If you are affiliated with a company that might be interested in helping support tutoring and mentoring, please contact me and I will help you use our tools at Tutor/Mentor Connection to find programs and organizations to support. (Of course, please feel free to contact Dan Bassill as well for more information on donating, volunteering, or supporting the Cabrini Connections program here in District 9.)

But business and industry aren't the only ones who can help.

In between the skyscrapers of the Loop and the severe poverty of North Lawndale, condos and offices push west into the steadily gentrifying Near West Side, and approach the pockets of low poverty around the district's universities and hospitals.

Similar to the Hyde Park neighborhood on the South Side, District 9 has a wealth of hospital and university resources. University of Illinois-Chicago and Rush University are here with their affiliated hospitals. I've already discussed at length in a previous post the role Mt. Sinai Hospital can play in District 9's North Lawndale neighborhood.

The bottom line is that hospital leaders at Stroger, Bethany, Mt. Sinai or any of the nine hospitals in this district, can work with Representative Turner, perhaps using Tutor/Mentor Institute strategies as a starting point, to increase support for new and existing programs - and ultimately improve the overall health of the entire West Side of Chicago.

I refer you to additional discussions on strategies and roles Universities and Hospitals can play in the improvement of non-school tutoring and mentoring, if this is your particular area of expertise.

We can't forget the role churches and other places of worship can play in the lives of a community's residents, as well as in developing support for tutoring and mentoring. The locations of churches or mosques in Distric 9 provide ideal hosting sites for new programs, as well as places where sermons can tie scripture to service, while pointing members to existing tutor/mentor programs.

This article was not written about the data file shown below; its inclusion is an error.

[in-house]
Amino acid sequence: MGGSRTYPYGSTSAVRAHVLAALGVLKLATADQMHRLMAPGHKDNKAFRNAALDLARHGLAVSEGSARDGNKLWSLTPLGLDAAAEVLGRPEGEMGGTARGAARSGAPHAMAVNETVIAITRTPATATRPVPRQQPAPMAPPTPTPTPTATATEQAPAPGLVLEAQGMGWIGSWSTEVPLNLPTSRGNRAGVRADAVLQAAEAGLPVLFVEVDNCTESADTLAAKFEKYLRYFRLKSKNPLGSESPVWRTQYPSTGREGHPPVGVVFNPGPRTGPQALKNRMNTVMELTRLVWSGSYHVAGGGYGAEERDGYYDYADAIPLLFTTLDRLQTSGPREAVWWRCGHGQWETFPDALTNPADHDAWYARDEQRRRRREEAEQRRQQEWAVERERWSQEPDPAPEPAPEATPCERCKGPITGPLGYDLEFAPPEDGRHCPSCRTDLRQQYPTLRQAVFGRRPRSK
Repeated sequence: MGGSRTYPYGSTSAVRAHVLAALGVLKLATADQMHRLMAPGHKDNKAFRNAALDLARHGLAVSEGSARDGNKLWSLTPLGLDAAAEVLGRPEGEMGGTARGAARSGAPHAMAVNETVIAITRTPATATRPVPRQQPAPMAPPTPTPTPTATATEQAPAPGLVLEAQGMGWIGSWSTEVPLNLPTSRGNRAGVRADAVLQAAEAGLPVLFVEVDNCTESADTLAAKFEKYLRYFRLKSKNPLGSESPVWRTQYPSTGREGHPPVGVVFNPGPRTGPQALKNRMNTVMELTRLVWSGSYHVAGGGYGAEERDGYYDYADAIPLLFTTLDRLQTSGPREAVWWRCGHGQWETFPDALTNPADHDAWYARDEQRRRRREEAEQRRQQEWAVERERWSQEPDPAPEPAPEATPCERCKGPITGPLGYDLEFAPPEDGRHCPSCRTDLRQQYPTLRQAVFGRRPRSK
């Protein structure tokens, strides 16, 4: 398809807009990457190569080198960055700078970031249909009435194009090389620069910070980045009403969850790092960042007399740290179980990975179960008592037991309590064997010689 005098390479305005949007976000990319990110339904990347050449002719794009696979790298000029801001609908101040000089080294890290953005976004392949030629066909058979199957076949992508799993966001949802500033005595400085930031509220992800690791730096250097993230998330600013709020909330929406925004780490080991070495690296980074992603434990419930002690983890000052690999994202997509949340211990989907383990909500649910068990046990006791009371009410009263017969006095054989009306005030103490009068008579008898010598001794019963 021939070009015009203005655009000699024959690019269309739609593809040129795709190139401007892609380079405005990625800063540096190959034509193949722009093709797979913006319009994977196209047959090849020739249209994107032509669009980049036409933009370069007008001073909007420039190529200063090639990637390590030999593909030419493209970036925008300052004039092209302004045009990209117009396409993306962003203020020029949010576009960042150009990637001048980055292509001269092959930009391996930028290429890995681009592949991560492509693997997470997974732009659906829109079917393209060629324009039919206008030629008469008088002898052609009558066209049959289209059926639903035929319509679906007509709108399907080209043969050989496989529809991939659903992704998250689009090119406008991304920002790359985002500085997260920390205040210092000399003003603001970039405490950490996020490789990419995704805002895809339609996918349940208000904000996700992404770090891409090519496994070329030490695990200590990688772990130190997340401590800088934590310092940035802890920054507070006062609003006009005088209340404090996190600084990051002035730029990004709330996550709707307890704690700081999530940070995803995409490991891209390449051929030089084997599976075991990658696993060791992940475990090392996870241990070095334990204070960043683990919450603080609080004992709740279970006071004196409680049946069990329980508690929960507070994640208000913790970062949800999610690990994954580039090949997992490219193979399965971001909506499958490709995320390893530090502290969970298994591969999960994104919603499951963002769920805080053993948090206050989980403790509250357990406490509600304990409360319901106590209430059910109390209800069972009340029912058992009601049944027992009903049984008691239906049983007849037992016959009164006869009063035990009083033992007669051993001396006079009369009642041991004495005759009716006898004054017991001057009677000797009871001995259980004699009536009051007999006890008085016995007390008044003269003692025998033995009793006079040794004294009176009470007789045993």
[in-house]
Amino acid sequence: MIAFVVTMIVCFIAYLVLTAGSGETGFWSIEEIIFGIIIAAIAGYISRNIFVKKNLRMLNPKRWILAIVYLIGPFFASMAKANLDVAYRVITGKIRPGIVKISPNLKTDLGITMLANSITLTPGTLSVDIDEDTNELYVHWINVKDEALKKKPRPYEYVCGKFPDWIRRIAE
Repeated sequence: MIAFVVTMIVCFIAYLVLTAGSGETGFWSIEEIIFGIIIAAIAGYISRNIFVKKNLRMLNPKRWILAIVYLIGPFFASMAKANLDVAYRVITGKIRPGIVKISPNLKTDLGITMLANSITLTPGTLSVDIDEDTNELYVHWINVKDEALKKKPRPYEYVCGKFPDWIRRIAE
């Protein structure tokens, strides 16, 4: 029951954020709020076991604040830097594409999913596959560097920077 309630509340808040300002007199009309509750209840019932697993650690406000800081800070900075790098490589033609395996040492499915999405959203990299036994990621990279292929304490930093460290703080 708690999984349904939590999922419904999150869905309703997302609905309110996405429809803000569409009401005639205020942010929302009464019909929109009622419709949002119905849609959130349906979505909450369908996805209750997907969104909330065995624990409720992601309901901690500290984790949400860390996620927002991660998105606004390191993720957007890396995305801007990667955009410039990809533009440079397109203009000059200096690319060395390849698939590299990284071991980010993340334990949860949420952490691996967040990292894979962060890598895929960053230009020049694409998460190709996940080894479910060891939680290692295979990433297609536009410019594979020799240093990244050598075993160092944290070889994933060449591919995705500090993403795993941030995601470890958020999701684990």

And if faith leaders at the locations above can commit to social justice through tutoring and mentoring, imagine what all the Baptist church locations in District 9 could do if they worked together to connect the rich people in the Loop and Near West Side with the poor people in Lawndale?

So why does Tutor/Mentor Connection (T/MC) create maps of political districts again?

First, the maps are NOT intended to show where service work is, or is not occurring. They are also not meant to endorse, or criticize elected leaders (The voters should make those decisions).

Again, the T/MC creates maps that show where poverty and poorly performing schools are located, and where volunteer-based tutor/mentor programs are located. Hopefully, the maps help community leaders determine where additional support for tutoring and/or mentoring programs may be needed...

... and where community assets, such as businesses, churches, colleges, etc. can collaborate to draw attention to poverty, and create long-term strategies that support students through tutoring and mentoring and ultimately help everyone in the community by improving the prospects for our children, our economy, and our democracy.